In the wake of the recent Bhopal judgment against UCIL and its officials, the general public's outrage and the media's continuous coverage are a bit soothing after all these years of snubbing the survivors' struggle.
Since I am an optimistic person, I would like to think that people's questioning will make our government accountable; that the government and the legal system will ensure corporate accountability notwithstanding their nationality; and that our democracy (Parliament, Cabinet, bureaucracy, legal system, and media) will serve the interest of the poorest of the poor.
Keeping the issue alive, the aam aadmi and the media will not relent until the survivors of the Bhopal disaster have access to good medical rehabilitation programmes and clean water. Besides, there are issues such as clean-up of the highly-polluted site and making Dow (which bought the Union Carbide) pay for the clean-up in addition to the other liabilities. Then comes the all-important question of extradition of Warren Anderson.
By the way, I would like to see an apology made to the survivors, and the deceased families by our governments, the Supreme Court, UCC, Dow Chemical, and UCIL.
In the past 26 years of struggle, what touched me most is that women of all ages in Bhopal kept this struggle alive for this long period with the help of known and unknown dedicated volunteers/activists. Though the survivors' plight is heart-wrenching, their spirit is undefeatable. Their consciousness is at such great heights that they didn't want any other human being suffer like they did. Their struggle for justice, though a thorny and unending journey, never left the path, and still continues.
The survivors, including women and children, marched on foot from Bhopal to Delhi — a distance of around 800 km — to present their case three times, in 1989, 2006, and 2008; the women and children were beaten up by police and put into jail in Delhi and Bhopal on a number of occasions; their struggle was ridiculed from time to time; they were treated like culprits rather than as victims; and though they keep losing their loved ones continuously every month, every year, their relentless struggle for justice goes on.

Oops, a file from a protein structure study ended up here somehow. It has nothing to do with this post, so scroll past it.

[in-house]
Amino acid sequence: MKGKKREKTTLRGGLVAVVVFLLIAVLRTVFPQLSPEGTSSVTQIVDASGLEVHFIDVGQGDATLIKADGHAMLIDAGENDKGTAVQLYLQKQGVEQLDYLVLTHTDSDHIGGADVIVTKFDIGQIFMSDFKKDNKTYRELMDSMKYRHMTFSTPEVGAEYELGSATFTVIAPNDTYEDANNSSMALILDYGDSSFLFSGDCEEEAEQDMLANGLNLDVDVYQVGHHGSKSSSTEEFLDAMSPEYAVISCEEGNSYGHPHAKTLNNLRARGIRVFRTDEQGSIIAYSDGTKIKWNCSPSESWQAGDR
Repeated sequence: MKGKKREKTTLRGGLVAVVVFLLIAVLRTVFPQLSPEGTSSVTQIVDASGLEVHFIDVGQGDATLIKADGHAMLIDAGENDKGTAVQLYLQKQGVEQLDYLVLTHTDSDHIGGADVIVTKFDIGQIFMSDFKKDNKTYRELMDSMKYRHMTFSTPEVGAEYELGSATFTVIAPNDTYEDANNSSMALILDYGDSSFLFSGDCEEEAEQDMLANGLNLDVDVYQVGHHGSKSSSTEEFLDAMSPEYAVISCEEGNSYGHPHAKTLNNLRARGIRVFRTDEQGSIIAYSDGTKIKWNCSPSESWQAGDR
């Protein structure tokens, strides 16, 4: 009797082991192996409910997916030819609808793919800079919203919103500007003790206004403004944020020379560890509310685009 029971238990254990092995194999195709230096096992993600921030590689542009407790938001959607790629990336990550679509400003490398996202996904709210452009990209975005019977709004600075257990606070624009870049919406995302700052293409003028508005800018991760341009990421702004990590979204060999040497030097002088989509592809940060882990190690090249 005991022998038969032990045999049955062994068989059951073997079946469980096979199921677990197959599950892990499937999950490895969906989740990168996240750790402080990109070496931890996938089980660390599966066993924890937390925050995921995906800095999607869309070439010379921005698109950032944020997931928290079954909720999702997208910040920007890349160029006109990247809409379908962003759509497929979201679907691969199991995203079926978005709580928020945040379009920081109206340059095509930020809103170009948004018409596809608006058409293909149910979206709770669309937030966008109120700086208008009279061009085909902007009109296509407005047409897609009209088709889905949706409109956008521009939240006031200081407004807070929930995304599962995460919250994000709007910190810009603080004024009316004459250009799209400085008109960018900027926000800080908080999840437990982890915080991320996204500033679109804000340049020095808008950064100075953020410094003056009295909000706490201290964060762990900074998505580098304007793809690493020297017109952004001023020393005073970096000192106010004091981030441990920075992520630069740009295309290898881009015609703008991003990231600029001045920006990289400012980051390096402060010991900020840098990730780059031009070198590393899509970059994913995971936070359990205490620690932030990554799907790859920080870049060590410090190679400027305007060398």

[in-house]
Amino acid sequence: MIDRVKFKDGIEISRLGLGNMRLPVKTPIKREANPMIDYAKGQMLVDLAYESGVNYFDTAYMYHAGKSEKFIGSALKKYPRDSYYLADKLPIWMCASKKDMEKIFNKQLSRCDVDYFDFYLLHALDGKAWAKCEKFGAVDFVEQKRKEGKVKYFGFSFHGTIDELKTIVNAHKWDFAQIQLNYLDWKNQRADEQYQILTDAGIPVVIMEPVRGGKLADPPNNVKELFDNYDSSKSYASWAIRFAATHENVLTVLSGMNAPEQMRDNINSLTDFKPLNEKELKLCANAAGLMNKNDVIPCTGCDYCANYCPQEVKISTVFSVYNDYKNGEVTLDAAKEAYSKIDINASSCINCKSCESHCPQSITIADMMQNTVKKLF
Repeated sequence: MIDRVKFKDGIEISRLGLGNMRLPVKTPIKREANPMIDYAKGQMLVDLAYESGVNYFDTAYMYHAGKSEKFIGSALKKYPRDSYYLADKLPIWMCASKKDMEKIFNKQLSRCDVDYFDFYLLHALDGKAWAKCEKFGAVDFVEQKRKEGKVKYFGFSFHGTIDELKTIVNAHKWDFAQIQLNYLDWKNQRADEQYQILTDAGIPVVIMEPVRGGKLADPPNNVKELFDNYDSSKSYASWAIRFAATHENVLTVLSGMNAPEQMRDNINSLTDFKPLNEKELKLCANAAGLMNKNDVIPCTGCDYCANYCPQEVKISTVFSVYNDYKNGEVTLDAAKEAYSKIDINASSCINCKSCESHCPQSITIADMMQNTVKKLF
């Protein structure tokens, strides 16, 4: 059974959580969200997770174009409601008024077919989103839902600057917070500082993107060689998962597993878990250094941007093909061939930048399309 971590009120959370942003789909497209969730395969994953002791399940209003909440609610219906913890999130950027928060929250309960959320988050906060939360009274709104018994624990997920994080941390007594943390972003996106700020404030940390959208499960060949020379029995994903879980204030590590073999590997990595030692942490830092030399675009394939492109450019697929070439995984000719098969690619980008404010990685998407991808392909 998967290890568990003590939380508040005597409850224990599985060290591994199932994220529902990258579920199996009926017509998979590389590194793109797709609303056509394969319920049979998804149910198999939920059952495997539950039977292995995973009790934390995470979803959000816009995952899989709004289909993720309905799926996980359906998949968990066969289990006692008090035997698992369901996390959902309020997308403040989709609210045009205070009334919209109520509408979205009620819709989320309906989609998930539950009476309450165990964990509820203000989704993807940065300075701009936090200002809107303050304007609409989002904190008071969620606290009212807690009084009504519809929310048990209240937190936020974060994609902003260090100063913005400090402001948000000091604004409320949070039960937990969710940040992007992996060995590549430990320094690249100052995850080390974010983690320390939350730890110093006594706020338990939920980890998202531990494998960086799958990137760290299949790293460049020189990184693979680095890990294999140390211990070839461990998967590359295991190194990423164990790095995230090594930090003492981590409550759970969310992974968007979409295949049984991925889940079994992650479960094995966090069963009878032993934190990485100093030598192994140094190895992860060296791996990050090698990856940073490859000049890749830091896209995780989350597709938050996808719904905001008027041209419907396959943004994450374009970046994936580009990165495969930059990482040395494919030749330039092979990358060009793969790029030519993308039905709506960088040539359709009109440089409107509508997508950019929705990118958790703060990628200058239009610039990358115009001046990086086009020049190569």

I met Rashida Bee in Delhi in their camp in 2008. Her strength of character is inspirational for one and all. Though she lost six of her family members to the disaster and contamination, her indomitable spirit continues to guide and support other survivors. She seems to reflect the spirit of all the women survivors and their community in Bhopal. She travelled not only to many places in India but worldwide as well and received the Goldman Environmental Award (equivalent to the Nobel Prize) with the other survivor leader, Champa Devi, in San Francisco, U.S. While receiving the award, she declared that the women of Bhopal were not flowers but flames. Yes, flames which will consume all the wrongdoing.
What did they do with the award money? They created a trust fund to support the women struggling similarly across the country. Talk about sharing and giving, and I wonder: what did we give these amazing women except the sheer injustice and betrayal?